Game 127, Yankees at Mariners
Johnson vs Washburn.
The 1990s Mariners are often associated with Ken Griffey Jr, Jay Buhner, Edgar Martinez, Lou Piniella, and even occassionally Alex Rodriguez. But for me, a lot of the memories that I love have to do with the Big Unit. I remember his no-hitter. I was at a couple of his 19K performances. I skipped school to watch him beat the Angels in the one game playoff. No one can forget the roar of the crowd when he began to warm up in game 5 of the ALDS against the Yankees. Randy Johnson was the most fun pitcher to watch of my youth. He was so dominant, so intimidating, and so tall.
When I was about 10 or 11, I went to Dave Valle’s baseball camp, where we learned not much of use but got to hang out with major league players. I remember asking Brian Holman how he felt when Ken Phelps went yard to end the perfect game and what he’d do if brother Brad ever blew a save for him. I remember asking Valle about Edgar’s toe tap timing mechanism. But more than anything else, I remember the last day, there was several lines for autographs. Valle’s line was the longest, naturally, and the Julio Cruz and Brian Holman lines were pretty long too. But the shortest line led to the table where the tall ugly guy sat. We didn’t really know who he was or why he was here, but I decided to get in that line, and ended up having a 10 minute conversation with Randy Johnson, and he couldn’t have been any nicer to me. He won me over that day, and then spent the next 10 years reinforcing what I already knew – this guy was awesome, and I’d never see anything like him again.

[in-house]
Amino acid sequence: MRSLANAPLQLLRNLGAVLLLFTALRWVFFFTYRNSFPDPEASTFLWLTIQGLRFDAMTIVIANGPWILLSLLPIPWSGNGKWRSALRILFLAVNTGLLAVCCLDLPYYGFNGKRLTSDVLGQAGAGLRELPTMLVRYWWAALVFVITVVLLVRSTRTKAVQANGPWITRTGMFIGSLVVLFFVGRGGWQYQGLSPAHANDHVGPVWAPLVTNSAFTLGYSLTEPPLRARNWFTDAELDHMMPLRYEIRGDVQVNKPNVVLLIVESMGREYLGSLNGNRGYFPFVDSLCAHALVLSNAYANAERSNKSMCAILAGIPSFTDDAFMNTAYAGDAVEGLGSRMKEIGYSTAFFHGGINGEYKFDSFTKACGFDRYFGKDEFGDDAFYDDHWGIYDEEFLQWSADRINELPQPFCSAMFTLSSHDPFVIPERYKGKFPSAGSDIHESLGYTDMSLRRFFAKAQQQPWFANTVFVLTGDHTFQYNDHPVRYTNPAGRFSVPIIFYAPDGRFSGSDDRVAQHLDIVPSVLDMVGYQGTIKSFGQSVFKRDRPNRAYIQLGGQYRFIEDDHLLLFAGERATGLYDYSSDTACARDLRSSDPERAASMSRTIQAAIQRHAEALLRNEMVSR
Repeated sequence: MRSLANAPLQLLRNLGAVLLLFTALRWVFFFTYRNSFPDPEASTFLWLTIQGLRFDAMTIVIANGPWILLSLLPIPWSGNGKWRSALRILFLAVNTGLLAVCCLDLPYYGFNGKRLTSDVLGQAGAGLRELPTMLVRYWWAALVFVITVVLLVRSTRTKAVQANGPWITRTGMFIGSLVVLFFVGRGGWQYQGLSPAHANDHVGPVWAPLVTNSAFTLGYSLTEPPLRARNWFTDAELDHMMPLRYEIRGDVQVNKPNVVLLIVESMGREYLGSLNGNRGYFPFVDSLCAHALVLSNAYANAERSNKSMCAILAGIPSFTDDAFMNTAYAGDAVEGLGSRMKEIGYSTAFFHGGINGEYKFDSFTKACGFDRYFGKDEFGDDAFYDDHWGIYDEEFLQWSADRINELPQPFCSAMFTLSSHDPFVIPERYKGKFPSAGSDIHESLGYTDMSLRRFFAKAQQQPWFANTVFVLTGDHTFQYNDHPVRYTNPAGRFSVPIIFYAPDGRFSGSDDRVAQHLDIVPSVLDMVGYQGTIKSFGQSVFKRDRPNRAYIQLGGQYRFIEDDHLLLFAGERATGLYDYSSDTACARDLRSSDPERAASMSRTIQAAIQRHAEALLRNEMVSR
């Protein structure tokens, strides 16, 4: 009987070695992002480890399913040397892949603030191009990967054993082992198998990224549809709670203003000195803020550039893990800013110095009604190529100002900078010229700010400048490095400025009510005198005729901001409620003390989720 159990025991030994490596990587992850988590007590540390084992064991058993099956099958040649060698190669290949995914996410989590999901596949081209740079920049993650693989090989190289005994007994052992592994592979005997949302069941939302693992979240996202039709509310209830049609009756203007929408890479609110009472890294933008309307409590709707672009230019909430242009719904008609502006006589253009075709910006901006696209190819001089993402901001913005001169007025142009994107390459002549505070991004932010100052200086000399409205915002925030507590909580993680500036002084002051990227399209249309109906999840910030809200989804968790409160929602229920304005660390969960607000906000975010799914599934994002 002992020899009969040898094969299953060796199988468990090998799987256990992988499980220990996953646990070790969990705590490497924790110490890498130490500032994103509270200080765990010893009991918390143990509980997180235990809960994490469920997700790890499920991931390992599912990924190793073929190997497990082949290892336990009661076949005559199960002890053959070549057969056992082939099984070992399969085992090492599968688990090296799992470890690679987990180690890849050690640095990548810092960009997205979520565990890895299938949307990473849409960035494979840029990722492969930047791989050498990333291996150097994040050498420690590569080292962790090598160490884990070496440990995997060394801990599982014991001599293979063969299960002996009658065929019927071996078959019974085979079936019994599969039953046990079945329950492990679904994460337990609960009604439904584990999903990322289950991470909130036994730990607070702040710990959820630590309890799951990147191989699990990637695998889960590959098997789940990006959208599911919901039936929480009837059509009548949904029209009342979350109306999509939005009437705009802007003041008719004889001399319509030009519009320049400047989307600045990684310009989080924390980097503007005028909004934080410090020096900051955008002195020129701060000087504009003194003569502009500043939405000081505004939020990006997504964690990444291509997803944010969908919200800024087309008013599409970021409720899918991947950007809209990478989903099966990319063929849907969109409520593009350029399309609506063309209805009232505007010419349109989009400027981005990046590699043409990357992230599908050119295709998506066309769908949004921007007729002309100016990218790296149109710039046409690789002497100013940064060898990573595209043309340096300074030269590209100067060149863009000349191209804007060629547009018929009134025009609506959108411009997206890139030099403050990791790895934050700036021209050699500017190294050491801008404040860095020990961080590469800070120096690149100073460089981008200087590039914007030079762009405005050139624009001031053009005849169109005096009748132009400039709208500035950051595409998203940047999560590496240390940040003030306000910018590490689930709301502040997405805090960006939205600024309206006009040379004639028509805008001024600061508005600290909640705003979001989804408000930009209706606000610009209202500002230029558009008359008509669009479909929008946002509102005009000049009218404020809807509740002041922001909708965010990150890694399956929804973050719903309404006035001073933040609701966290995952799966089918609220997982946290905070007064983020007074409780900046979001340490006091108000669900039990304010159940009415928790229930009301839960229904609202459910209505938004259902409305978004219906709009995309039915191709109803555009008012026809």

I never got on the Randy sold out bandwagon. I pulled for the Diamondbacks to win the World Series because I wanted to see him get a ring. I didn’t care when he went to the hated Yankees. He’s still Randy Johnson.
Call me whatever you want, but tonight, I’m rooting for Randy Johnson again. I hope he throws another no-hitter. Thanks for all the memories, RJ.